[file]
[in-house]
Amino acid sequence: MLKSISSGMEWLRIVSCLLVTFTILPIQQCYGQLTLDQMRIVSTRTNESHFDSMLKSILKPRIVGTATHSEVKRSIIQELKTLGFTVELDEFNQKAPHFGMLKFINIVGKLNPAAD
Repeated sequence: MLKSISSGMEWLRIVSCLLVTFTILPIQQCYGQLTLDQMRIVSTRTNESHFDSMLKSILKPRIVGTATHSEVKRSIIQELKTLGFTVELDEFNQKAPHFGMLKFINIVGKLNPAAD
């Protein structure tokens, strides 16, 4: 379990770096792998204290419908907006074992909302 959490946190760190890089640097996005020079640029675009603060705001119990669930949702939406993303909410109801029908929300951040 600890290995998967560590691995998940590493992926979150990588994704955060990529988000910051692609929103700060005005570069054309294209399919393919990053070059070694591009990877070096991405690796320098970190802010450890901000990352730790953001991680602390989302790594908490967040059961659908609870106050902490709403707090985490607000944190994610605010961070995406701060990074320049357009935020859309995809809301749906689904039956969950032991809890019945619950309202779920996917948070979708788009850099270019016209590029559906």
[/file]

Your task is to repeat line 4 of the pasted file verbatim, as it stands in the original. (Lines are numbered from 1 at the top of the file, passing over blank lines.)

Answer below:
């Protein structure tokens, strides 16, 4: 379990770096792998204290419908907006074992909302 959490946190760190890089640097996005020079640029675009603060705001119990669930949702939406993303909410109801029908929300951040 600890290995998967560590691995998940590493992926979150990588994704955060990529988000910051692609929103700060005005570069054309294209399919393919990053070059070694591009990877070096991405690796320098970190802010450890901000990352730790953001991680602390989302790594908490967040059961659908609870106050902490709403707090985490607000944190994610605010961070995406701060990074320049357009935020859309995809809301749906689904039956969950032991809890019945619950309202779920996917948070979708788009850099270019016209590029559906």